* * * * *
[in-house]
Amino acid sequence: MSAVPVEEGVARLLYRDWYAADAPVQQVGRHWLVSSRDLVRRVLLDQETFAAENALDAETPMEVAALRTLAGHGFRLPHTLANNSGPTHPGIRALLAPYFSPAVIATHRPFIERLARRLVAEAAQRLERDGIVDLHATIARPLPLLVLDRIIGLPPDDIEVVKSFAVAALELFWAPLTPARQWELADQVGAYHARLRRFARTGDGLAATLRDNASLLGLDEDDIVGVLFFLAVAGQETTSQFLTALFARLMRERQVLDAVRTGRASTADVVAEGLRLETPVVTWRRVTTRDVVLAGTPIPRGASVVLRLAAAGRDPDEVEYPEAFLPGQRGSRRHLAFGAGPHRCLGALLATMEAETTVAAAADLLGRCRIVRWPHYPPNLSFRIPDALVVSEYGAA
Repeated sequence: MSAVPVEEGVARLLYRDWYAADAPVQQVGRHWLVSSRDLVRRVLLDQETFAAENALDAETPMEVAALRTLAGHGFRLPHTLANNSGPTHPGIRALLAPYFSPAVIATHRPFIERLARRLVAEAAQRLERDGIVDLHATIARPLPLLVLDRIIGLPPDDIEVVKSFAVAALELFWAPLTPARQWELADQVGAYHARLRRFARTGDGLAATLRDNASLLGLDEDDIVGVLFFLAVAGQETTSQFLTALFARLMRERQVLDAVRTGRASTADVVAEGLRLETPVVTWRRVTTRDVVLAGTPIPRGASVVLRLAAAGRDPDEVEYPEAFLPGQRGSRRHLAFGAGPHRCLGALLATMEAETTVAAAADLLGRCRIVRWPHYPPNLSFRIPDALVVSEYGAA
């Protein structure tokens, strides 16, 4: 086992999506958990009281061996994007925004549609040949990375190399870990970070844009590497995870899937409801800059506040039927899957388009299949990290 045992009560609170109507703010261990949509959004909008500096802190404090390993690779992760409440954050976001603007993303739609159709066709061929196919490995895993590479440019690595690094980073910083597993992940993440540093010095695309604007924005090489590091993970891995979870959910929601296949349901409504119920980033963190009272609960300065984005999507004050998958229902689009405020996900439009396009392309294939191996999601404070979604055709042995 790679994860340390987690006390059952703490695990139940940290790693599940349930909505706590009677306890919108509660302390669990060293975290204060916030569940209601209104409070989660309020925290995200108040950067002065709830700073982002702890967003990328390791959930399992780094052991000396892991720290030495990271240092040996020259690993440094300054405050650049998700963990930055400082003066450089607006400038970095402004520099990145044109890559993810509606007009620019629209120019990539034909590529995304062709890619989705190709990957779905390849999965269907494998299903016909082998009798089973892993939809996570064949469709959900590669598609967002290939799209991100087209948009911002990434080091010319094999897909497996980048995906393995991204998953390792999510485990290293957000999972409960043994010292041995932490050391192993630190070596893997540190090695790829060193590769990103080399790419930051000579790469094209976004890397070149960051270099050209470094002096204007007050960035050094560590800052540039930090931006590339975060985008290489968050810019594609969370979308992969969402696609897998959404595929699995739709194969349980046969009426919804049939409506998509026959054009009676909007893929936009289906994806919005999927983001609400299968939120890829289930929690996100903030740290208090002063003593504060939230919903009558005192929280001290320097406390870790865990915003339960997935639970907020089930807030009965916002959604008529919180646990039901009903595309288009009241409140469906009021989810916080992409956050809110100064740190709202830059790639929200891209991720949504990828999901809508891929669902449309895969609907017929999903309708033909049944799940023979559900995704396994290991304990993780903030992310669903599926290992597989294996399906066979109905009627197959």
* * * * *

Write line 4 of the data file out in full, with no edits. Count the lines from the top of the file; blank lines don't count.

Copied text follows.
């Protein structure tokens, strides 16, 4: 086992999506958990009281061996994007925004549609040949990375190399870990970070844009590497995870899937409801800059506040039927899957388009299949990290 045992009560609170109507703010261990949509959004909008500096802190404090390993690779992760409440954050976001603007993303739609159709066709061929196919490995895993590479440019690595690094980073910083597993992940993440540093010095695309604007924005090489590091993970891995979870959910929601296949349901409504119920980033963190009272609960300065984005999507004050998958229902689009405020996900439009396009392309294939191996999601404070979604055709042995 790679994860340390987690006390059952703490695990139940940290790693599940349930909505706590009677306890919108509660302390669990060293975290204060916030569940209601209104409070989660309020925290995200108040950067002065709830700073982002702890967003990328390791959930399992780094052991000396892991720290030495990271240092040996020259690993440094300054405050650049998700963990930055400082003066450089607006400038970095402004520099990145044109890559993810509606007009620019629209120019990539034909590529995304062709890619989705190709990957779905390849999965269907494998299903016909082998009798089973892993939809996570064949469709959900590669598609967002290939799209991100087209948009911002990434080091010319094999897909497996980048995906393995991204998953390792999510485990290293957000999972409960043994010292041995932490050391192993630190070596893997540190090695790829060193590769990103080399790419930051000579790469094209976004890397070149960051270099050209470094002096204007007050960035050094560590800052540039930090931006590339975060985008290489968050810019594609969370979308992969969402696609897998959404595929699995739709194969349980046969009426919804049939409506998509026959054009009676909007893929936009289906994806919005999927983001609400299968939120890829289930929690996100903030740290208090002063003593504060939230919903009558005192929280001290320097406390870790865990915003339960997935639970907020089930807030009965916002959604008529919180646990039901009903595309288009009241409140469906009021989810916080992409956050809110100064740190709202830059790639929200891209991720949504990828999901809508891929669902449309895969609907017929999903309708033909049944799940023979559900995704396994290991304990993780903030992310669903599926290992597989294996399906066979109905009627197959």